Here at The Concorde Brewery we date our Concord Pale Ale to four months and the remaining products at three. The Rapscallion line of beers is treated very differently since it is a bottle-conditioned product capable of a longer shelf life. Now this is such a subjective topic. I've tasted bottle-conditioned products that were still near there best at several years. This may take time to developed but the environment is different and some of the factors that make bottle-conditioned beer less desirable are different than force-carbonated.

So anyway we devised a system called "BREWTRAK" where we divulge all of the important information on a website (including brew date, bottle date, gravities, etc.) and let the consumer decide. I like this because, like I said, bottle-conditioned beer and it's quality over time is subjective. Soon I hope we'll have a section where people can comment on the beer on a batch-to-batch basis. It's geeky and a bit tricked-out but I think it's also fun, engaging and fascinating. That's my take anyway. The alternative, an un-marked bottle seems a less than obvious purchase in a cluttered beer market. At least on the first buy.

Save your soul!

Dann Paquette
Rapscallion Artisanal Beers / Concord


There's never a reason not to put dates on the bottles as far as I'm concerned. And preferably one that's not cryptic. Beer is food (to some more than others of course), and I'd never buy milk or orange juice without checking the dates. I always appreciate knowing when the beer was bottled especially when buying a relatively expensive product or when shopping in a store in which I question their turnover of stock. As a small brewer we are only able to notch the label with the month bottled. This requires no extra equipment and is relatively easy. I'd love to print the actual date but the cost isn't worth it to us at this point. We do however stamp the day / month / year on the cases and twelve packs.


David Yarrington, Executive Brewer
Smuttynose Brewing Co.


> Do you feel that it's important for breweries to mark freshness dates on
> product labels?

We feel it is important. So many bad things can happen to beer when it is in the distribution/retail chain. Certainly the beer (batch) need be identified on the container and the 'best by' date is the most meaningful method, we feel.

>And, only if applicable: Does your brewery mark freshness dates? Explain how
> if yes. Explain why if no.

We have a rather expensive laser coder that etches the 'best by' or 'bottled on' (depending on whether they are bottle conditioned beers or not) date into each bottle label. It picked up the job last September on our new Krones line after the ink jet dater (also pretty expensive) just plain failed to do a decent job and we gave up on it in 2000. Cases have the same info on them.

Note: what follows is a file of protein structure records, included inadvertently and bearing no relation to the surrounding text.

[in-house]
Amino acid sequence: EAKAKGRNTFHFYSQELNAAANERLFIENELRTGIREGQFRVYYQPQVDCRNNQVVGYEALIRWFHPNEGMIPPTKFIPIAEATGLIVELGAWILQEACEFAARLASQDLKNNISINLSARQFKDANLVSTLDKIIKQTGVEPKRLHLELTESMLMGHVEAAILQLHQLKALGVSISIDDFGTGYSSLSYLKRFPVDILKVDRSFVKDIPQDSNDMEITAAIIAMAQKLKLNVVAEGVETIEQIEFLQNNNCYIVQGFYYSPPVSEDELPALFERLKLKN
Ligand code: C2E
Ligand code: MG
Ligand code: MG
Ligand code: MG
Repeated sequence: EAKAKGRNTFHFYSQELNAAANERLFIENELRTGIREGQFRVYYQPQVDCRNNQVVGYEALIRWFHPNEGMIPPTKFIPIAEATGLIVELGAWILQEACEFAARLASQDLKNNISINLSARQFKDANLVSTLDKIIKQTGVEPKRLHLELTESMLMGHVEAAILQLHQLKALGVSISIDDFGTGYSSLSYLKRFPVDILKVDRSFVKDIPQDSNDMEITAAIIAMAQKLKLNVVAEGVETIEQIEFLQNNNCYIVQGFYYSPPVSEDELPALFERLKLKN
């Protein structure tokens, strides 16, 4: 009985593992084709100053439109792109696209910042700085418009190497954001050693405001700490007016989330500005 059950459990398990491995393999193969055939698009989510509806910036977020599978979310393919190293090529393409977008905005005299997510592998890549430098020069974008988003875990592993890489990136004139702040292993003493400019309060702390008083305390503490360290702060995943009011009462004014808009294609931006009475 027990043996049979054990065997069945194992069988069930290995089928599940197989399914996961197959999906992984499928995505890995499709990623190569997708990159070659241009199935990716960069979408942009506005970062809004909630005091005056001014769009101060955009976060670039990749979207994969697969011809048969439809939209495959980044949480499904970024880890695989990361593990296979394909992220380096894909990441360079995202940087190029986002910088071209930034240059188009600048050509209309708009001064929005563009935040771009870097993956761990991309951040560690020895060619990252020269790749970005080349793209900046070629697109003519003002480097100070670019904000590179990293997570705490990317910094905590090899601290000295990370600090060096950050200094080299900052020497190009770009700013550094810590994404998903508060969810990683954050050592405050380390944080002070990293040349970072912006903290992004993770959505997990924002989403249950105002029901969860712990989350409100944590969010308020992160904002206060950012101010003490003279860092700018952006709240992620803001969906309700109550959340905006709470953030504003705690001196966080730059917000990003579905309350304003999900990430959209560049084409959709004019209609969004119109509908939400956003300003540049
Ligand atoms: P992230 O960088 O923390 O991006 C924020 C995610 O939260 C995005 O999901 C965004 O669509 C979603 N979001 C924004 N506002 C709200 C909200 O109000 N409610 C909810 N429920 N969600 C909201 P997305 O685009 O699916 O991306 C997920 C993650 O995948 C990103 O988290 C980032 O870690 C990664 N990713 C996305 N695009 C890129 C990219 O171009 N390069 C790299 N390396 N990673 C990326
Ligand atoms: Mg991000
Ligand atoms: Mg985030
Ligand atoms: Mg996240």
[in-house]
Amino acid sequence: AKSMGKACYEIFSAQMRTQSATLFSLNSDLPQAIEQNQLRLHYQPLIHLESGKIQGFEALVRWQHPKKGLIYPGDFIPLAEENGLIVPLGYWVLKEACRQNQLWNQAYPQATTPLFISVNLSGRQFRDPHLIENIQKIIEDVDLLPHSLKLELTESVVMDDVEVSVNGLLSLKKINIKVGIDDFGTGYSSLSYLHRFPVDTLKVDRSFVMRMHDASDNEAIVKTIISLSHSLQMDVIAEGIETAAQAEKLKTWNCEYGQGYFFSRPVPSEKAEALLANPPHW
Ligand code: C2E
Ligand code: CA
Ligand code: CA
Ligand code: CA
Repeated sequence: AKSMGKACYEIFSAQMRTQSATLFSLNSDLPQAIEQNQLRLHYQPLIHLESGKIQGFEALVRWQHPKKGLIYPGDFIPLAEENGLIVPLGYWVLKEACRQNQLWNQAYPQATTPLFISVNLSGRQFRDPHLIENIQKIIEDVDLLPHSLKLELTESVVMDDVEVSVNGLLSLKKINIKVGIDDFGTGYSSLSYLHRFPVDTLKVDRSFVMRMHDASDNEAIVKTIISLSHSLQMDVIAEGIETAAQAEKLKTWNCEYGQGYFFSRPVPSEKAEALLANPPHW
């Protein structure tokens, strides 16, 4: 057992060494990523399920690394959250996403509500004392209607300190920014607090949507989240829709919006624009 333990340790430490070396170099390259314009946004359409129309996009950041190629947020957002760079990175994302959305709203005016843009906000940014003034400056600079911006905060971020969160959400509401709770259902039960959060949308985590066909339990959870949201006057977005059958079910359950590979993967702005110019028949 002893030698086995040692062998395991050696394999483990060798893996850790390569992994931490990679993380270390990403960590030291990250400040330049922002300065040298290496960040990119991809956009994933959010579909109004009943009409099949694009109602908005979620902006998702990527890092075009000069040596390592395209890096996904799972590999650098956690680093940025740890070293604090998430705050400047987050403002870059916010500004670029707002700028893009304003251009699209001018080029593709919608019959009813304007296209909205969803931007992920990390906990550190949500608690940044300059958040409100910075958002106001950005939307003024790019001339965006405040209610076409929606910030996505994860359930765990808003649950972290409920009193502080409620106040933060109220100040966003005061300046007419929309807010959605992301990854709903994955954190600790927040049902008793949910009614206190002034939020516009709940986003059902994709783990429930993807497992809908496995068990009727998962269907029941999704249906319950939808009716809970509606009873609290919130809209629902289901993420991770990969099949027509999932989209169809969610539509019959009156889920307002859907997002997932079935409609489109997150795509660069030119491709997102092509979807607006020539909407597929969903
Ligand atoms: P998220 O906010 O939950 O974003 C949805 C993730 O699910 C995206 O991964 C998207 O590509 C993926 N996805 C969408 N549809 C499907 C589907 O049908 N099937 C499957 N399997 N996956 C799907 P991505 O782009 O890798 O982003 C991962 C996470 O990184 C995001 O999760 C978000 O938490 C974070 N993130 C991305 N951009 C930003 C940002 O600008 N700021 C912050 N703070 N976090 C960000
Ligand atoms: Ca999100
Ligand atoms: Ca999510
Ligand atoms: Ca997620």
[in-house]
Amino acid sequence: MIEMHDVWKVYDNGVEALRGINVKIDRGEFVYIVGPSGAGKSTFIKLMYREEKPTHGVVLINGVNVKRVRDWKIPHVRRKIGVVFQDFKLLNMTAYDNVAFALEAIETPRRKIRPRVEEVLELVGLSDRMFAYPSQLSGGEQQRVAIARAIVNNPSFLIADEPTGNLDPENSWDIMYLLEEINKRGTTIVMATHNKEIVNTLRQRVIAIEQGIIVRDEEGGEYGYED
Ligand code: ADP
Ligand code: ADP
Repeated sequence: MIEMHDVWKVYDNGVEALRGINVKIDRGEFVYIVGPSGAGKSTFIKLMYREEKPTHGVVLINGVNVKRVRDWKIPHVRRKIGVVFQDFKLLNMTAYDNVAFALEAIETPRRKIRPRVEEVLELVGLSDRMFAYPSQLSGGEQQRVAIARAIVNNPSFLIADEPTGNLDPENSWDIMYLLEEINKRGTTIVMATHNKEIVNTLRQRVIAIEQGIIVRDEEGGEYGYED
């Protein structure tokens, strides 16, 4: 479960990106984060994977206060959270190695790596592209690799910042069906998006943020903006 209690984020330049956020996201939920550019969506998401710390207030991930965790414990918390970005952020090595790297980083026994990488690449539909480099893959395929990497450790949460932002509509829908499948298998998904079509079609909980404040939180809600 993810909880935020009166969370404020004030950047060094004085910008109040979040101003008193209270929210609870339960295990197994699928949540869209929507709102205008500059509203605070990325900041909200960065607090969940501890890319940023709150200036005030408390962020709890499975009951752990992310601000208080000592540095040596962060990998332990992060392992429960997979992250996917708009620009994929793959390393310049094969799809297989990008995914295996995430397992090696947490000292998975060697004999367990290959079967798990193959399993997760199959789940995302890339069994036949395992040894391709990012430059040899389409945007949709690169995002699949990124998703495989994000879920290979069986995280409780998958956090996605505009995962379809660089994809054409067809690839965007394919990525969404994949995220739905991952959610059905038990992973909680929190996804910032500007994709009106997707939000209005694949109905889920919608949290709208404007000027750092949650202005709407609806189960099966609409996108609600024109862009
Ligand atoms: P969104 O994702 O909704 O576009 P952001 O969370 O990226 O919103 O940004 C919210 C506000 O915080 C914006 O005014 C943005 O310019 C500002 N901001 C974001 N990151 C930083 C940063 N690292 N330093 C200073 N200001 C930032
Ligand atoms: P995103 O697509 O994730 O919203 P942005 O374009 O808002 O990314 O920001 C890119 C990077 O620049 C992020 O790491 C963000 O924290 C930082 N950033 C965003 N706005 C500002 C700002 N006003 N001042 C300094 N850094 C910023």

Bill Covaleski, Brewmaster & President
Victory Brewing Company


My answer is yes, freshness dates are important. In The UK and throughout Europe, freshness dates are now a legal requirement. When the requirement was first introduced, the effect was to improve everyone's performance - brewers, wholesalers and retailers could no longer hide any inadequate planning or stock rotation procedures. So the winner was the consumer, who got fresher, more consistent beer to drink.

Paul Ambler, Head Brewer & Director
The Black Sheep Brewery plc


Freshness is as important an ingredient in great beer as hops or malt. We believe that the brewer must take responsibility for making sure that a beer drinker always gets fresh beer. In 1988, we were the first American brewery to put clearly legible freshness dates on every bottle. Samuel Adams bottles still have the same unique label notches on the side of each bottle to indicate when the beer is no longer fresh. We also have clearly understandable out of date freshness codes on kegs. To try to achieve 100% beer freshness we instituted our "Let's Keep it Fresh" program with our wholesalers, the industry's first program to share the expense of removing out of date beer from the market with our wholesalers.

Jim Koch
Boston Beer Co. / Sam Adams


As a brewpub brewer freshness is a factor in the beers I brew and serve and the guest beers also. I know when the keg is fresh or almost empty based on taste and carbonation. This said if a beer is kept cold and it is packaged well it should stay drinkable for a long time, however the brewer is the only one that knows how old that beer is. It would be in their best interest to freshness date for the retailer and consumer to have an idea if the product is still at its prime. Nobody wants to buy bad or stale beer and no brewery should want to sell it. Also if some breweries freshness date, and others don't, who's beer would you buy? I brewed for a local micro and we have some Barleywine which was not dated, at this point 1999 vintage would be more marketable than 2003 but would the package store throw it out?
Thanks for the opinion session,

David Wollner
Willimantic Brewing Co./ Main Street Cafe


Yes, we think it is important and yes we have a very visible and consumer-friendly (easy to understand) date on each bottle.

Kurt Widmer
Widmer Brother Brewing Company


I don't see the point re: beer dating/freshness. The beer drinking public is light years away from caring about the quality of the product or freshness. It's sad but true I'm afraid.

I do believe however that brewers need to pay close attention to their product after it leaves their hands to insure that the customer drinks a product that is still in good shape.

For now at least I think it is the brewer's responsibility to insure the quality of the product.

Offshore Ale is introducing a contract-brewed product this summer. It will not have a freshness date on the bottle but we will make sure the customer gets the best possible product.


Bob Skydell
Offshore Ale Co.


I do feel it is important for breweries to date their beers in some manner. It is important for the brewery to track the quality of their product out in the field, and it is also beneficial for the consumer to be able to see how fresh the product is that they are buying. Beer is perishable and changes as it ages. There is no doubt in my mind that there are few old beers that taste good. I am not a fan of storing or laying down beers as i find many of them oxidize with time. Granted some do hold up better than others but I feel fresher is better. If I had the choice I would much rather people come drink off of the tanks than out of a bottle in order to better appreciate the products that i make.


Jason Dunson Todd, Head Brewer
Paper City Brewery Co.